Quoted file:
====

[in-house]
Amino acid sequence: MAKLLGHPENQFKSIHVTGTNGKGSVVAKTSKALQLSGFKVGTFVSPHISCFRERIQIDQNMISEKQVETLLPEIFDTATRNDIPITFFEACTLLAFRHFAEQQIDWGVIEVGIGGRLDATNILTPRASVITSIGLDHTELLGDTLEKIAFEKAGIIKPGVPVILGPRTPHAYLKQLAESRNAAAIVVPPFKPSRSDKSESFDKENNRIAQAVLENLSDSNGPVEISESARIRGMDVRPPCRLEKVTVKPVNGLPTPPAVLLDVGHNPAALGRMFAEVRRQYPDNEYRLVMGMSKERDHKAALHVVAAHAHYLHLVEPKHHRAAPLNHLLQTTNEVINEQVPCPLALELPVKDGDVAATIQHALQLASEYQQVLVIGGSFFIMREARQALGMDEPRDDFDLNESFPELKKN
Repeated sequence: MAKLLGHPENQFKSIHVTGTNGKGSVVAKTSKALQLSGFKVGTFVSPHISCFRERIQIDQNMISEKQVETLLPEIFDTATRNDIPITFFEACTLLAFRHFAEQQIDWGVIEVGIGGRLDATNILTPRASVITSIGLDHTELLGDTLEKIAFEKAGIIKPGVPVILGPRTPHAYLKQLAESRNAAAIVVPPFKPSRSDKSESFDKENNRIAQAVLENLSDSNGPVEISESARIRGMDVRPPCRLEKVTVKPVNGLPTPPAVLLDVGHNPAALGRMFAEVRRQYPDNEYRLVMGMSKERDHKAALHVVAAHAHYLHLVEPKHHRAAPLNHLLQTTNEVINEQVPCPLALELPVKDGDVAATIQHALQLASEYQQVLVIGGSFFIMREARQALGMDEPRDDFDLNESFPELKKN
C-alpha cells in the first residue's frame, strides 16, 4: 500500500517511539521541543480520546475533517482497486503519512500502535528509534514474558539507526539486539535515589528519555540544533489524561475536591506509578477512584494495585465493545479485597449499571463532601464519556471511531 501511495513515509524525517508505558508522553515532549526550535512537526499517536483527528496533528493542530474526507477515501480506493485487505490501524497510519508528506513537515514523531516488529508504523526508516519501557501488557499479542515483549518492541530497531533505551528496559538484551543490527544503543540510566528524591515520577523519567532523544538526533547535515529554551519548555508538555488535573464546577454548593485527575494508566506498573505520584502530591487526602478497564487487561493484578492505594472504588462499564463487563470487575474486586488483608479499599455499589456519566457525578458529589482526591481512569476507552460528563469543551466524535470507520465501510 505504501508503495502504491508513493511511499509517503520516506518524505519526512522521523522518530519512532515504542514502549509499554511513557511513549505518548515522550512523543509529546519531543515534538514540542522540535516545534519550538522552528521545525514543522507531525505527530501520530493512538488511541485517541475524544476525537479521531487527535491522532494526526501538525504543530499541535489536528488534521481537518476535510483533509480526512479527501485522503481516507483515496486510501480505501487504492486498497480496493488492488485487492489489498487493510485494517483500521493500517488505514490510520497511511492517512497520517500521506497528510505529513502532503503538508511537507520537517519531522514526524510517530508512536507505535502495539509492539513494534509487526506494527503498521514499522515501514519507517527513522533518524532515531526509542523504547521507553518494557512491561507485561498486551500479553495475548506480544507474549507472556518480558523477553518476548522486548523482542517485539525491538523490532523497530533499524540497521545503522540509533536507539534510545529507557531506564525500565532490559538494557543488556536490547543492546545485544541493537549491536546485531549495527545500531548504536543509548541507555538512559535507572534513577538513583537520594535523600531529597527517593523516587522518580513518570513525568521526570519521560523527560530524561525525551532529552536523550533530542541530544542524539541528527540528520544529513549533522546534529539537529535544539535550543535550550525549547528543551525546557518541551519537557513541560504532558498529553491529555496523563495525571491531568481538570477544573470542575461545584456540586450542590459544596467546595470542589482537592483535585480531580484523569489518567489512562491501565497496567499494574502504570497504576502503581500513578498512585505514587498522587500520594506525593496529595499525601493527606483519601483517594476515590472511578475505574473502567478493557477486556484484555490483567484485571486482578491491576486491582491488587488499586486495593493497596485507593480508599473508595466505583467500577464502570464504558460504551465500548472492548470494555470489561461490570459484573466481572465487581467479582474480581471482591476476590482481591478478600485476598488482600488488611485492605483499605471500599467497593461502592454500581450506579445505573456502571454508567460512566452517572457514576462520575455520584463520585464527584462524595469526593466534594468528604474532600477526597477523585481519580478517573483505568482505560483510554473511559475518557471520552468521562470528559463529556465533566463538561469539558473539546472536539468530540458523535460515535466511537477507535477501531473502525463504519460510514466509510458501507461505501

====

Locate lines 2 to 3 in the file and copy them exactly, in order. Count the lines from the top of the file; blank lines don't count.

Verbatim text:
Amino acid sequence: MAKLLGHPENQFKSIHVTGTNGKGSVVAKTSKALQLSGFKVGTFVSPHISCFRERIQIDQNMISEKQVETLLPEIFDTATRNDIPITFFEACTLLAFRHFAEQQIDWGVIEVGIGGRLDATNILTPRASVITSIGLDHTELLGDTLEKIAFEKAGIIKPGVPVILGPRTPHAYLKQLAESRNAAAIVVPPFKPSRSDKSESFDKENNRIAQAVLENLSDSNGPVEISESARIRGMDVRPPCRLEKVTVKPVNGLPTPPAVLLDVGHNPAALGRMFAEVRRQYPDNEYRLVMGMSKERDHKAALHVVAAHAHYLHLVEPKHHRAAPLNHLLQTTNEVINEQVPCPLALELPVKDGDVAATIQHALQLASEYQQVLVIGGSFFIMREARQALGMDEPRDDFDLNESFPELKKN
Repeated sequence: MAKLLGHPENQFKSIHVTGTNGKGSVVAKTSKALQLSGFKVGTFVSPHISCFRERIQIDQNMISEKQVETLLPEIFDTATRNDIPITFFEACTLLAFRHFAEQQIDWGVIEVGIGGRLDATNILTPRASVITSIGLDHTELLGDTLEKIAFEKAGIIKPGVPVILGPRTPHAYLKQLAESRNAAAIVVPPFKPSRSDKSESFDKENNRIAQAVLENLSDSNGPVEISESARIRGMDVRPPCRLEKVTVKPVNGLPTPPAVLLDVGHNPAALGRMFAEVRRQYPDNEYRLVMGMSKERDHKAALHVVAAHAHYLHLVEPKHHRAAPLNHLLQTTNEVINEQVPCPLALELPVKDGDVAATIQHALQLASEYQQVLVIGGSFFIMREARQALGMDEPRDDFDLNESFPELKKN